Surprise, surprise! Lawyer Oliver Lozano has just filed a case with the Supreme Court of the Philippines (SCoRP) over House Resolution 1109. In a taxpayer suit, he states that,
“The railroaded HR 1109 is unconstitutional or bogus for deviation from the prescribed procedures to amend the Constitution by excluding the Senate of the Philippines from the complete process of proposing amendments to the Constitution and for lack of thorough debates and consultations.”
The garbled heart of the assailed House Resolution No. 1109 approved just last night in a familiar marathon session states:
In effect all H.Res.1109 does is express the sense of the House that the Congress ought to convene into a Constituent Assembly and adopt some Rules for proposing changes to the charter.
“NOW THEREFORE, BE IT RESOLVED, THAT THE MEMBERS OF CONGRESS BE CONVENED FOR THE PURPOSE OF PROPOSING AMENDMENTS TO, OR REVISION OF THE CONSTITUTION UPON A VOTE OF THREE-FOURTHS OF ALL ITS MEMBERS THAT UPON ITS BEING CONVENED SHALL ADOPT ITS RULES OF PROCEDURES THAT SHALL GOVERN ITS PROCEEDINGS.”
Indeed, the House leadership has said it would forward H.Res.1109 to the Senate for its approval and adoption, and the possible promulgation of a Joint and Concurrent Resolution convening the Congress into a Constituent Assembly.
TRULY, the hardest thing for human beings to see, is what is right in front of their eyes. I must thank Fr. Joaquin Bernas for the title of this post, since it is a direct quotation of something he just said to Tony Velasquez on the early evening news. Fr. Bernas could not have produced a more pertinent and succinct translation of the controversial 1987 provision which states
ART. 17 Sec. 1. Any amendment to or revision of this Constitution may be proposed by the Congress, upon a vote of three fourths of all its Members.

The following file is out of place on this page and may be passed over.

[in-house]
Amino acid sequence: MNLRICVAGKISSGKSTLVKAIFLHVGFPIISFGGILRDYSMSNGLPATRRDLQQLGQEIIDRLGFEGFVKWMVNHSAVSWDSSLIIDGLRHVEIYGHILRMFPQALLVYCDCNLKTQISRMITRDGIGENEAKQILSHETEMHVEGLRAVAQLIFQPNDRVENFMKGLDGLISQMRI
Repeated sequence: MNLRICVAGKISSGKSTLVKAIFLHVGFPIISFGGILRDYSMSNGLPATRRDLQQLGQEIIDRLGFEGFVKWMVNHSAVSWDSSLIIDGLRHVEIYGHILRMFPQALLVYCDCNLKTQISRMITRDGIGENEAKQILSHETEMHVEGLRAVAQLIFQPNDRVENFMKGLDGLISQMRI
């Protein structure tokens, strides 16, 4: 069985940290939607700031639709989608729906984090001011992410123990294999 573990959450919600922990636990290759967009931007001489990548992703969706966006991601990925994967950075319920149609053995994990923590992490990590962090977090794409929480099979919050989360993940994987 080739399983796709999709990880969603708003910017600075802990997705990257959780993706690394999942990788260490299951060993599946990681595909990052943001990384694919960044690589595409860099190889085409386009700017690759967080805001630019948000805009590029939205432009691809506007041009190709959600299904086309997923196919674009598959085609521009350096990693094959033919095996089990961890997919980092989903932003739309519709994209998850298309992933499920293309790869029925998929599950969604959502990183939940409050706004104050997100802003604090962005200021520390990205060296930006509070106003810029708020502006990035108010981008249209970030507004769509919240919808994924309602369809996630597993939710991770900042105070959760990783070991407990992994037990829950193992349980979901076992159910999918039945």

It ought to be obvious, though it is not to most, that because the Congress can propose amendments or revisions right now, it is in fact already convened as a Constituent Assembly. Moreover the present House and Senate Rules merely stipulate that any such proposed amendment or revision undergoes the normal process of passing legislation, i.e., with both House and Senate approving the same using a three fourths majority rule, as required by the Constitution.
Of course, for a mere House Resolution to be disdainfully silly and superfluous does not make it unconstitutional. Indeed it does not appear that Oliver Lozano's suit can prosper and will probably meet the same fate as that of an almost identical suit by Rep. Adam Relson Jala which the Supreme Court dismissed as premature last October saying:
The Supreme Court recently dismissed on the ground of prematurity a petition filed by a member of the House of Representatives urging the Court to direct the House to validate joint voting of the members of the Congress, acting as a constituent assembly, in adopting amendments to or revision of the Constitution.WILL LOZANO'S SUIT MEET THE SAME FATE?
In a one-page minute resolution, the Court En Banc dismissed the petition for certiorari, prohibition, and/or mandamus filed by Congressman Adam Relson L. Jala of the 3rd District of Bohol against the House of Representatives, challenging the constitutionality of the Rule XX, Section 140 of the Rules of the House of Representatives which deals with the procedure to be followed by the House as regards proposals to amend or revise the Constitution.